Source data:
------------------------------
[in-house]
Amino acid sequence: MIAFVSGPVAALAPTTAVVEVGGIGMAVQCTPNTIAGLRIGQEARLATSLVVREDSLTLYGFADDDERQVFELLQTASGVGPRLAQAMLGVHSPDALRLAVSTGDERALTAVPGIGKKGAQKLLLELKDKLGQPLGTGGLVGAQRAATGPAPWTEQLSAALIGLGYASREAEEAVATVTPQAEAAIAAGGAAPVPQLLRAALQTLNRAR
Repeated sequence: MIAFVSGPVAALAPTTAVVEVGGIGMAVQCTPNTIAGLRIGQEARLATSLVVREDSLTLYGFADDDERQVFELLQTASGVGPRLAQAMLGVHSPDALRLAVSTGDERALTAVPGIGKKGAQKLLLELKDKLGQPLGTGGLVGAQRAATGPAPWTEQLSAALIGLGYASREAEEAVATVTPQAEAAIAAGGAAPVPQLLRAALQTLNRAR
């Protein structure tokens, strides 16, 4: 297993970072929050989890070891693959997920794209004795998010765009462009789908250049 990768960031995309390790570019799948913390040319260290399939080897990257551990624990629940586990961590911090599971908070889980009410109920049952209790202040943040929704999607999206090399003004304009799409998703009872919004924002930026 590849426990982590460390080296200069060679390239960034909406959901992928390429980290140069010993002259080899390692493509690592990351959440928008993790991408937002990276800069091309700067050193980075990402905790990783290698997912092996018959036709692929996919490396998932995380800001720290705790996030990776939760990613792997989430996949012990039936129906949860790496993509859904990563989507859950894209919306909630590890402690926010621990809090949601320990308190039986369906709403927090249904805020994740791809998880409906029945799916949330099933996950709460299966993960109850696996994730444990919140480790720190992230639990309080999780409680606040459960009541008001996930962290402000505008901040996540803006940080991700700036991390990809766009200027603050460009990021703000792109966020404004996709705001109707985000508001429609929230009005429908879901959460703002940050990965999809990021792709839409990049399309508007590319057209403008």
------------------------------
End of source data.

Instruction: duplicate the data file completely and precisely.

[in-house]
Amino acid sequence: MIAFVSGPVAALAPTTAVVEVGGIGMAVQCTPNTIAGLRIGQEARLATSLVVREDSLTLYGFADDDERQVFELLQTASGVGPRLAQAMLGVHSPDALRLAVSTGDERALTAVPGIGKKGAQKLLLELKDKLGQPLGTGGLVGAQRAATGPAPWTEQLSAALIGLGYASREAEEAVATVTPQAEAAIAAGGAAPVPQLLRAALQTLNRAR
Repeated sequence: MIAFVSGPVAALAPTTAVVEVGGIGMAVQCTPNTIAGLRIGQEARLATSLVVREDSLTLYGFADDDERQVFELLQTASGVGPRLAQAMLGVHSPDALRLAVSTGDERALTAVPGIGKKGAQKLLLELKDKLGQPLGTGGLVGAQRAATGPAPWTEQLSAALIGLGYASREAEEAVATVTPQAEAAIAAGGAAPVPQLLRAALQTLNRAR
């Protein structure tokens, strides 16, 4: 297993970072929050989890070891693959997920794209004795998010765009462009789908250049 990768960031995309390790570019799948913390040319260290399939080897990257551990624990629940586990961590911090599971908070889980009410109920049952209790202040943040929704999607999206090399003004304009799409998703009872919004924002930026 590849426990982590460390080296200069060679390239960034909406959901992928390429980290140069010993002259080899390692493509690592990351959440928008993790991408937002990276800069091309700067050193980075990402905790990783290698997912092996018959036709692929996919490396998932995380800001720290705790996030990776939760990613792997989430996949012990039936129906949860790496993509859904990563989507859950894209919306909630590890402690926010621990809090949601320990308190039986369906709403927090249904805020994740791809998880409906029945799916949330099933996950709460299966993960109850696996994730444990919140480790720190992230639990309080999780409680606040459960009541008001996930962290402000505008901040996540803006940080991700700036991390990809766009200027603050460009990021703000792109966020404004996709705001109707985000508001429609929230009005429908879901959460703002940050990965999809990021792709839409990049399309508007590319057209403008």